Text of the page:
What they uncover is a 19 year old apparent murder-suicide in a Chinese restaurant. But further digging shows it might not be as straightforward as all that. But with the closed-off nature of Chinatown, how can Rizzoli get anyone to talk about it?

The story in this was great, but I’m just not crazy about the characters anymore. I’ve never liked the book version of Rizzoli very much, and Maura isn’t much better. If you are fan of female-centric detective stories, then I do definitely recommend the series–I think it’s up to 12 books and counting?–I’m just not in love with it anymore, sadly.

Books I DNFed

As I wrap up my first ever reading journal, I thought it might be interesting to go through the books I set out to read and then didn’t finish.

Twenties Girl

As much as I loved Finding Audrey, I couldn’t stand this book. I hated the main character,  hated her friends, hated the ghost of her grandmother, found the 2nd hand embarrassment so intense I kept having to put it down, and finally drew the line when Lara started lying to the cops. I stopped listening to the audiobook about 25% of the way in.

Falling Kingdoms

I could not keep track of this story. It jumps between so many different characters and places so fast that I couldn’t keep up or get any of the straight. I might have done a little better with a physical book (provided the book included a map), but when a huge political infodump happened I was just so lost I put it down. I also really disliked the narrator for the audiobook. The story seemed to be set in a pseudo-historical version of Italy, but he gave everyone fake English accents. I didn’t like any of the characters. There was a chapter where literally NOTHING happened. And then we get to the boy who is in love with his sister. But it’s okay! She’s not really his sister! Except he doesn’t know that!

Nope. Hard pass.

90 Church

This one I actually did a review for before I decided to stop reviewing DNFs.

War and Peace

To be fair, I do plan on going back to this one. I’m listening to Anna Karenina right now and really enjoying it, I just wasn’t in the right headspace for this one at the time.

The Bluest Eye

I stopped listening after 10 minutes. The first chapter is obnoxious, written like a Dick & Jane book. And in the 2nd chapter we find out that the main character, a little girl of (I think) about 10, is a psychopath who wants to dismember and mutilate little white girls.

Nope. No thank you. I don’t think I’ve ever put down a book that fast.

The Complete Idiot’s Guide to Starting a Home-Based Business

I was hoping this would be helpful in my writing business, but it turns out it’s too outdated. The book was published in 1997 and was just far too basic. Check publication dates on your nonfiction, kids.

What makes you stop reading a book?

Her Dark Curiosity by Megan Shepherd

Genre: YA historical
Secondary genre: scifi
Format read: audiobook
Series: The Madman’s Daughter vol 2
Rep: chronic illness, autism coding
CW: graphic violence,
Rating: planchet-4

The second book in the series, you can find my review of book one here.

After fleeing her fathers secret island laboratory as it burned, Juliet is back in London. She has, surprisingly, found a new family for herself, and is beginning to build a life, though the struggle of keeping her mysterious illness and her “oddities” to herself is beginning to wear.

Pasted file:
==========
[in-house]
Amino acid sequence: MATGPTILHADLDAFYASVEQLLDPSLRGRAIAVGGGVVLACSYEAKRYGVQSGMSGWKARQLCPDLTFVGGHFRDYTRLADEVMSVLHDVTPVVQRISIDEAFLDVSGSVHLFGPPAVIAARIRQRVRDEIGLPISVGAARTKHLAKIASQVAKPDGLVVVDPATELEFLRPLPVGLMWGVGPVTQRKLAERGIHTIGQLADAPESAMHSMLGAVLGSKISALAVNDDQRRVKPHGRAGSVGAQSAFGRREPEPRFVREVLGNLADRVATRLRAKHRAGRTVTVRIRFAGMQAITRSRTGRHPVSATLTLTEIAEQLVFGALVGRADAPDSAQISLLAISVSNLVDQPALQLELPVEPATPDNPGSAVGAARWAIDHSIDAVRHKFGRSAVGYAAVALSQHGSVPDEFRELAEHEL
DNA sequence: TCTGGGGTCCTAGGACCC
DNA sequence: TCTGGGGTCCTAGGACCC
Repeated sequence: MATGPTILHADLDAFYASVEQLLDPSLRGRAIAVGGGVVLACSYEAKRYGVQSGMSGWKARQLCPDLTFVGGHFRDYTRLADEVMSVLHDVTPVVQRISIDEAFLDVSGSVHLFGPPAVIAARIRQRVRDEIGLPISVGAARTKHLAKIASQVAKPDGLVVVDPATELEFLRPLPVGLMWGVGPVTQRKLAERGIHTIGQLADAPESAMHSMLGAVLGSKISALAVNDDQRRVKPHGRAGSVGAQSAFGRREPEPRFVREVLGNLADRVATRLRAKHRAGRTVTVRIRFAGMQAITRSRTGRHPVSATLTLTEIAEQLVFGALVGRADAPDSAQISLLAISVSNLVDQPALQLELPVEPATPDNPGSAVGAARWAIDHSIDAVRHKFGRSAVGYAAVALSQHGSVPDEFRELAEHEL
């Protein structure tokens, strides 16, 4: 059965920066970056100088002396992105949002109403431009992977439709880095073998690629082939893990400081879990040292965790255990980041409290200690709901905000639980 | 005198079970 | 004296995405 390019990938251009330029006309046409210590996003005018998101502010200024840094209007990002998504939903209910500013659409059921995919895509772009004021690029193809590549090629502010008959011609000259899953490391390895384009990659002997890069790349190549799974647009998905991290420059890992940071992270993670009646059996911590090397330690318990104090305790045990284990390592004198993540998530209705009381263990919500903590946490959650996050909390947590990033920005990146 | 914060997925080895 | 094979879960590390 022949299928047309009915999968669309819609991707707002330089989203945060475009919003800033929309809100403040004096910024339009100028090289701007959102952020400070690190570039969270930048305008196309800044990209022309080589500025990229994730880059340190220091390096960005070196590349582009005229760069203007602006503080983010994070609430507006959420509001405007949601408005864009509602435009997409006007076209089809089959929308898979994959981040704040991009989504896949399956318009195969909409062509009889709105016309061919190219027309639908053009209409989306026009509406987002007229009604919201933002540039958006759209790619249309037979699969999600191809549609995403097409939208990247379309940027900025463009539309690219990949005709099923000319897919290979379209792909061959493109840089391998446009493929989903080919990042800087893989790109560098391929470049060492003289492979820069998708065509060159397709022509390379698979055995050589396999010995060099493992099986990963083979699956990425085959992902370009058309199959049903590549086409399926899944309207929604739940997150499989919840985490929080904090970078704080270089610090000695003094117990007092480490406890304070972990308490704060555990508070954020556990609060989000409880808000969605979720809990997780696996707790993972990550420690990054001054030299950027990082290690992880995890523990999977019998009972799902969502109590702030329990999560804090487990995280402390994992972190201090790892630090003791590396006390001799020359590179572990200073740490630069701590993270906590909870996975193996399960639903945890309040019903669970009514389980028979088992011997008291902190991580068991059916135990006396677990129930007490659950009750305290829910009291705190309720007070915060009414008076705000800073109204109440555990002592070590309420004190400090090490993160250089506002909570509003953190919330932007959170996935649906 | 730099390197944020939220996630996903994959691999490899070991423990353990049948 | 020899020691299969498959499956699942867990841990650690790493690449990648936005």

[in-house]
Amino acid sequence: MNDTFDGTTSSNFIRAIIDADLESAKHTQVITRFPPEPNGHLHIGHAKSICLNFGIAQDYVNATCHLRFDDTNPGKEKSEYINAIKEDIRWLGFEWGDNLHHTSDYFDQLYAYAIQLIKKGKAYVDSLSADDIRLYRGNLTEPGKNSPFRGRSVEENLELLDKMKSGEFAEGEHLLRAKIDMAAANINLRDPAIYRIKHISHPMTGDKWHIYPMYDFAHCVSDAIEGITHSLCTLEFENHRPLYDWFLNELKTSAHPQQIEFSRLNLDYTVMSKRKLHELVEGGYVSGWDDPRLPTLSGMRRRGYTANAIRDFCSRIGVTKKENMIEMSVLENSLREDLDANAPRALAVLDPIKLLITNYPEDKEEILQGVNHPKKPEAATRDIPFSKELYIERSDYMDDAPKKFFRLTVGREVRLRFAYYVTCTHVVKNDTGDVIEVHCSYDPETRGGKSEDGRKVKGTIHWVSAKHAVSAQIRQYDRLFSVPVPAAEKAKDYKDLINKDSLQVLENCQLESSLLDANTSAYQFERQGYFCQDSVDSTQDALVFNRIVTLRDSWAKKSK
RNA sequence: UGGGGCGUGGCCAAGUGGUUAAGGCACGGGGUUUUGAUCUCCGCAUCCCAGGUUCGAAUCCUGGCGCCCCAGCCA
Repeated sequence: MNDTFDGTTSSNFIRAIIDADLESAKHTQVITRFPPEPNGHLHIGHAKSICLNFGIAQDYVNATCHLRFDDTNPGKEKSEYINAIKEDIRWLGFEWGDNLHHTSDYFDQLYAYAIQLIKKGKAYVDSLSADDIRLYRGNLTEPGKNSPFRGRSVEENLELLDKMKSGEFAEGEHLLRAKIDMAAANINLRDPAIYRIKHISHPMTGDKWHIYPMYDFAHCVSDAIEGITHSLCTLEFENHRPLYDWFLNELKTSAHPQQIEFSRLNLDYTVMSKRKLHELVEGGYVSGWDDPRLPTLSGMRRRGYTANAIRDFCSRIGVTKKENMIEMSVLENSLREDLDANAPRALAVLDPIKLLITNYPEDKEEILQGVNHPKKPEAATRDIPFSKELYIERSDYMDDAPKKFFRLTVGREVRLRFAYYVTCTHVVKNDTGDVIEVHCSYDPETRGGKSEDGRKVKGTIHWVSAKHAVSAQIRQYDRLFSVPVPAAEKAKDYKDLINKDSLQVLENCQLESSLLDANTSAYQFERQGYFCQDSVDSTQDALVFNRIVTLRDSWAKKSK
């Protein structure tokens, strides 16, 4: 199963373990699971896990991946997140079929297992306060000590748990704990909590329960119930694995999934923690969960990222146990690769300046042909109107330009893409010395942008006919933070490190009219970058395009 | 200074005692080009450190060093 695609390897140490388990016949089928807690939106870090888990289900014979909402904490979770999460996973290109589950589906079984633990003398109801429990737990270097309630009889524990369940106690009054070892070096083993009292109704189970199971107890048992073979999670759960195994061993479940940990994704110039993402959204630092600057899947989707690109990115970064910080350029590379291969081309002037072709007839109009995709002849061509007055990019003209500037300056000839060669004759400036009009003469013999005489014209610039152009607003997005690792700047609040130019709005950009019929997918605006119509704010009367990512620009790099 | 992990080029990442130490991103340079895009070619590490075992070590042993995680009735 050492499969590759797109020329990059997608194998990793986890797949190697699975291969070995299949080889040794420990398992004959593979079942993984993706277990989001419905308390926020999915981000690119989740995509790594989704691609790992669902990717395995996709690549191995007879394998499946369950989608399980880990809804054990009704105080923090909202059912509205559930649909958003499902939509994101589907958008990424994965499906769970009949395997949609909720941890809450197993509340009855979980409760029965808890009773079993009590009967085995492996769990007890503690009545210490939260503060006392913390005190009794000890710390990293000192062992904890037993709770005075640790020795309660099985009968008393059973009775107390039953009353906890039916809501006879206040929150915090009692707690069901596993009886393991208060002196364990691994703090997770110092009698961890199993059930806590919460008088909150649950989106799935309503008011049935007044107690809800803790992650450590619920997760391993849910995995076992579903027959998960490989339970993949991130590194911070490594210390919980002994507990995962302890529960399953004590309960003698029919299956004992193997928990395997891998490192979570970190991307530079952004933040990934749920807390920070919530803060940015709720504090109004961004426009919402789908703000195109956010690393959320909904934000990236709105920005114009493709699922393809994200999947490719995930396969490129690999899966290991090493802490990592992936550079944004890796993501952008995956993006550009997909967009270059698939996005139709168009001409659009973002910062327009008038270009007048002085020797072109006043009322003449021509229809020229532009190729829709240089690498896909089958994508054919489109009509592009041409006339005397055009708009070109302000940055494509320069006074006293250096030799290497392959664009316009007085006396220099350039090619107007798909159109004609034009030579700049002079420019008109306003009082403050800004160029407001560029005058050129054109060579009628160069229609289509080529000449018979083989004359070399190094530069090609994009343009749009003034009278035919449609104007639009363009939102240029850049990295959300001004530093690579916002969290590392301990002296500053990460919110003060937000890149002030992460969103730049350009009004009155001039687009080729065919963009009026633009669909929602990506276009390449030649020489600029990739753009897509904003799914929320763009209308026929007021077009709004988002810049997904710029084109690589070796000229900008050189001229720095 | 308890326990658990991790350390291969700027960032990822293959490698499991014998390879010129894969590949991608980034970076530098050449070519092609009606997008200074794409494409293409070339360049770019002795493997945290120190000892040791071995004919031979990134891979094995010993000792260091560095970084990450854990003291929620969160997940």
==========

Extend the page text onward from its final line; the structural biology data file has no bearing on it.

But when murders begin happening in London, Juliet begins to see a pattern the police have missed: all the victims are people who have wronged her in one way or another. Chilled to the bone, she begins to suspect she’s not the only one who escaped the island.

But when Montgomery turns up in London, too, things begin to look up. Surely the two of them can solve the murders and save her life if they work together, can’t they?

Drawn from Doctor Jekyll and Mr. Hyde, this book continues Shepherd’s retelling of dark, classic literature with a scifi twist.

I really enjoyed this book, though I did have a few things about it that bothered me, as with the first volume. It is definitely problematic in more ways than one, but I still find myself looking forward to the third book, which I believe is the conclusion of the series.

Have you read this series yet? What are your thoughts?

A Backpack, A Bear, and 8 Crates of Vodka by Lev Golinkin

Genre: Memoir
Secondary genre: Modern history
Format read: Audio
Content warnings: bullying, racist slurs
Rep: Ukranian/Russian, Jewish (racial), refugee, immigrant/1st gen American
Rating: planchet-4

In the 80s, the Russian government was in flux. After a period of anti-Jewish legislation, Mikhail Gorbachev open the borders briefly, allowing Jews and other “undesirable” people to flee. Among them was Lev Golinkin and his family: his parents, older sister, and grandmother.

Tracing his time growing up in what is now Ukraine, through their flight to Vienna and eventual immigration to the US, this book tells a heartbreaking story of the world as it existed around the time when I was born. Littered with humor, it’s an ultimately hopeful tale, but still makes us look at the world we live in today through a different lens. How much has changed since then? How have we really progressed? Are things better? These are questions Lev asks himself as an adult, returning to Vienna to interview the people who made his immigration possible.

As with most of the nonfiction I’ve read, it’s hard to summarize the story into something as short as a blog post without giving away the details. But it’s a wonderful book and one that I highly enjoyed listening to on my commute. If you are curious about the 1980s, international politics, immigration, or Eastern Europe, then this is a definite pick.